Friday, August 1, 2008

The Right to Recover Full Amount Billed for Medical Services

The Court decisions in Hanif v. Housing Authority (1988) 200 Cal. App. 3rd 635 and Nishihama v. City and County of San Francisco (2001) 93 Cal. App. 4th 298 are to the effect that when a personal injury victim is insured, the damages that may be recovered is limited to the amount actually paid or incurred, not the amount stated in the actual medical billing.

These decisions draw disapproval from some, especially personal injury lawyers who represents the victims.

For starter, the insured victim pays premium to the insurance company. And if any one is entitled to benefit from such “investment” it is he who pays the same.

In effect, the decisions negate this simple logic.

It allows the defendant to benefit from the victim’s prudence and from the output of negotiation between the insurer and the hospital, clinic or medical institution as the case may be, which wouldn’t have materialized in the first place if the victim didn’t insure himself.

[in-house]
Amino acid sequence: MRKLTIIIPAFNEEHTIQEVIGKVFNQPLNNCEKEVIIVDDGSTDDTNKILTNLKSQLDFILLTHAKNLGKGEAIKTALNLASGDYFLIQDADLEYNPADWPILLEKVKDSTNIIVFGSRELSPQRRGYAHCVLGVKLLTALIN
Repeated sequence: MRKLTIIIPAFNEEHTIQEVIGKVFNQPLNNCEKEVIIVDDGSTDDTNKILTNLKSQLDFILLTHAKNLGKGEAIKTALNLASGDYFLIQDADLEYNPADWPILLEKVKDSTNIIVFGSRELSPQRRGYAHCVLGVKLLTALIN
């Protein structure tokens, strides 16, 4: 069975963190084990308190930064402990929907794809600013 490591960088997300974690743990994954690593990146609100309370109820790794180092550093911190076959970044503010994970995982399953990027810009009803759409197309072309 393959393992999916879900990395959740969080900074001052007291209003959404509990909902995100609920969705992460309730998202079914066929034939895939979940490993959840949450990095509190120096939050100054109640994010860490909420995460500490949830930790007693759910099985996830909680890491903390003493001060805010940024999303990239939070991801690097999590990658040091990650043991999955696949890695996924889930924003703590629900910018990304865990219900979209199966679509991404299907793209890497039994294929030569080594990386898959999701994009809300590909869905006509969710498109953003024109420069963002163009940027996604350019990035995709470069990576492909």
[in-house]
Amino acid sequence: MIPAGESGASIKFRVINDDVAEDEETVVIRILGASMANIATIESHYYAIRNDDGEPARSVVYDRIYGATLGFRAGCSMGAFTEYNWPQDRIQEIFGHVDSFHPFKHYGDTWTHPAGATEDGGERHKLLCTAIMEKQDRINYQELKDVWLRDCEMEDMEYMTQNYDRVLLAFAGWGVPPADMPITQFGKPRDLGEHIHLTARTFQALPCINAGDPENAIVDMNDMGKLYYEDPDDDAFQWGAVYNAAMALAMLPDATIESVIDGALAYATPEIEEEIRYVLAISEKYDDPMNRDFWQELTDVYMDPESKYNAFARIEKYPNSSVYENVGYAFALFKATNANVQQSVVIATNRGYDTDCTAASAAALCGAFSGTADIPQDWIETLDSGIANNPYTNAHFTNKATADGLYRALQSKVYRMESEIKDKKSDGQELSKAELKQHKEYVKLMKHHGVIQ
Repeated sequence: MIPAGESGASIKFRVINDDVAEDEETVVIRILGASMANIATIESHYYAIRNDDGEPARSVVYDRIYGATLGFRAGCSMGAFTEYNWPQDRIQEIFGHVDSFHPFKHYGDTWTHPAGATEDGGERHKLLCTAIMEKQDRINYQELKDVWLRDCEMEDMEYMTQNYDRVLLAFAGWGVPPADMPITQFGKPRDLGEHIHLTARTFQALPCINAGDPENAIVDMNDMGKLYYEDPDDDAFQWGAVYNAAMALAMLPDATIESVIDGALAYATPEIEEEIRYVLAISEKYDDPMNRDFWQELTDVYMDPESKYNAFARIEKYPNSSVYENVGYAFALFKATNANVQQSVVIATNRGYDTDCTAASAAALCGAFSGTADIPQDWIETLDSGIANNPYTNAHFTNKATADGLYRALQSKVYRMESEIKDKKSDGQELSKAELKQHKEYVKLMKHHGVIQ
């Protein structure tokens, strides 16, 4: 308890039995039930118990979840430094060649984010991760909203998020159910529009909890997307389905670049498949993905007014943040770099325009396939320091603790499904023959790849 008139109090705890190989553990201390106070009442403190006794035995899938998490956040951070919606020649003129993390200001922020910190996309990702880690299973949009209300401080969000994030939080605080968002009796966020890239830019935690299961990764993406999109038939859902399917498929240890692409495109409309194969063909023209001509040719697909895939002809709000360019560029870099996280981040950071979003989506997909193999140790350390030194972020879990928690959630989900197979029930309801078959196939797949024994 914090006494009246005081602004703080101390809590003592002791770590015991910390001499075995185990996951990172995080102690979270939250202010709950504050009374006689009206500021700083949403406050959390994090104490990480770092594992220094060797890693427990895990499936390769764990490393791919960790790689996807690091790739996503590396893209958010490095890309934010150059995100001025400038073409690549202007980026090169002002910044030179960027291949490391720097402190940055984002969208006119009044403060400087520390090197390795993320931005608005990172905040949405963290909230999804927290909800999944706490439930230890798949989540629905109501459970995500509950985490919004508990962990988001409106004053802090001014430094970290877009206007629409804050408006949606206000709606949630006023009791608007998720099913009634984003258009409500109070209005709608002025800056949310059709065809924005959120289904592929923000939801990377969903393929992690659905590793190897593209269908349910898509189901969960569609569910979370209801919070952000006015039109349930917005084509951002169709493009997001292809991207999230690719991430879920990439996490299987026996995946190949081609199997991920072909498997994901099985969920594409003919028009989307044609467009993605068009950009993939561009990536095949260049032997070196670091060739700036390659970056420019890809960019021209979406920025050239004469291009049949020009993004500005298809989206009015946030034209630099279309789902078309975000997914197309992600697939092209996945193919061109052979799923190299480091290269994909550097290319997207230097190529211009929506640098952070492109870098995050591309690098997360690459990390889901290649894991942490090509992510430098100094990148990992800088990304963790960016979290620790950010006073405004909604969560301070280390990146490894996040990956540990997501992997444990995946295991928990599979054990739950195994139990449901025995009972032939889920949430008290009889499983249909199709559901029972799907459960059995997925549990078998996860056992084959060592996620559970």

That was the concurring opinion in another more latter case. But, being a mere opinion, it has no binding effect to future cases with the same points in issue.

The court will still follow Hanif and Nishihama.

It may or may not be overturned in the near future. Let’s just hope that the Supreme Court uphold what is more beneficial to the injured person.

After all, the victim had already suffered personal injury. It’s not right that he suffers once more.